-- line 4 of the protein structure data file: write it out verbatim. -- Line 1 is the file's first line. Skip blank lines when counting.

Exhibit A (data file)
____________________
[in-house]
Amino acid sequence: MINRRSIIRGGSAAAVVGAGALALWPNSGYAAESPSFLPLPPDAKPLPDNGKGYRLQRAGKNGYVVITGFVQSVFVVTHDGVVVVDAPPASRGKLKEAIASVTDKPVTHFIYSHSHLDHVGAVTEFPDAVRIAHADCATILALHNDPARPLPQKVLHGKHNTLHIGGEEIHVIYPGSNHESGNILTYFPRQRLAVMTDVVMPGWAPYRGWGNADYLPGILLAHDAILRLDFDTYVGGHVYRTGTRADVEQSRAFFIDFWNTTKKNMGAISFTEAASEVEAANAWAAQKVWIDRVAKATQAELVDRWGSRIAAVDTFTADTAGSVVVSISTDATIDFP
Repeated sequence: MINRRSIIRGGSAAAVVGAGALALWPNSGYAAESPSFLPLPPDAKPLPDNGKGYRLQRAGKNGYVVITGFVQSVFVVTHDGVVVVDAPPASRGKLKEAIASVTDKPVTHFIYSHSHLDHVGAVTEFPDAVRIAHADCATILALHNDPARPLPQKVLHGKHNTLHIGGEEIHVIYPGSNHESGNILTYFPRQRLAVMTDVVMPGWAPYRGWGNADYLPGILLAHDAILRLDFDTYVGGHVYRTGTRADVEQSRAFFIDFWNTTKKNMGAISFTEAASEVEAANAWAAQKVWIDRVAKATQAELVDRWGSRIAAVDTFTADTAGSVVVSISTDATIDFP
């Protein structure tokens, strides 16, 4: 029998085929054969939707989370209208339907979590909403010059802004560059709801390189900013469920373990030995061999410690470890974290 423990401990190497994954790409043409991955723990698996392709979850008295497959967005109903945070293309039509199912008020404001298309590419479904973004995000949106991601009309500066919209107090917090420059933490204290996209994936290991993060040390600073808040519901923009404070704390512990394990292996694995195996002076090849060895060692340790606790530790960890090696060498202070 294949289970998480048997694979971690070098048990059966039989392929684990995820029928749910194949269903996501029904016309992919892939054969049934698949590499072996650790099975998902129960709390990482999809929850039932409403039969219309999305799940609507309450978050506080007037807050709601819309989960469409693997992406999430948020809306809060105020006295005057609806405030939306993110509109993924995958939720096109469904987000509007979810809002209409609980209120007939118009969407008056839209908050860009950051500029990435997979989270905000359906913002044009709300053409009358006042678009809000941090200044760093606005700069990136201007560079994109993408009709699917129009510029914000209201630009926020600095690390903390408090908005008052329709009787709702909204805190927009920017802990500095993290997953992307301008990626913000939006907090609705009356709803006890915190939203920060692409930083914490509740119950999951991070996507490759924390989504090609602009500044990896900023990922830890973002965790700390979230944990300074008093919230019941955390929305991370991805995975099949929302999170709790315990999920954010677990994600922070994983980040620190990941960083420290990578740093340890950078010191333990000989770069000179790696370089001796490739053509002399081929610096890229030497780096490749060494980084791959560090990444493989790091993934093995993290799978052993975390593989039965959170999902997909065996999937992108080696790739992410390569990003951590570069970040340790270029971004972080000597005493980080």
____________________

């Protein structure tokens, strides 16, 4: 029998085929054969939707989370209208339907979590909403010059802004560059709801390189900013469920373990030995061999410690470890974290 423990401990190497994954790409043409991955723990698996392709979850008295497959967005109903945070293309039509199912008020404001298309590419479904973004995000949106991601009309500066919209107090917090420059933490204290996209994936290991993060040390600073808040519901923009404070704390512990394990292996694995195996002076090849060895060692340790606790530790960890090696060498202070 294949289970998480048997694979971690070098048990059966039989392929684990995820029928749910194949269903996501029904016309992919892939054969049934698949590499072996650790099975998902129960709390990482999809929850039932409403039969219309999305799940609507309450978050506080007037807050709601819309989960469409693997992406999430948020809306809060105020006295005057609806405030939306993110509109993924995958939720096109469904987000509007979810809002209409609980209120007939118009969407008056839209908050860009950051500029990435997979989270905000359906913002044009709300053409009358006042678009809000941090200044760093606005700069990136201007560079994109993408009709699917129009510029914000209201630009926020600095690390903390408090908005008052329709009787709702909204805190927009920017802990500095993290997953992307301008990626913000939006907090609705009356709803006890915190939203920060692409930083914490509740119950999951991070996507490759924390989504090609602009500044990896900023990922830890973002965790700390979230944990300074008093919230019941955390929305991370991805995975099949929302999170709790315990999920954010677990994600922070994983980040620190990941960083420290990578740093340890950078010191333990000989770069000179790696370089001796490739053509002399081929610096890229030497780096490749060494980084791959560090990444493989790091993934093995993290799978052993975390593989039965959170999902997909065996999937992108080696790739992410390569990003951590570069970040340790270029971004972080000597005493980080």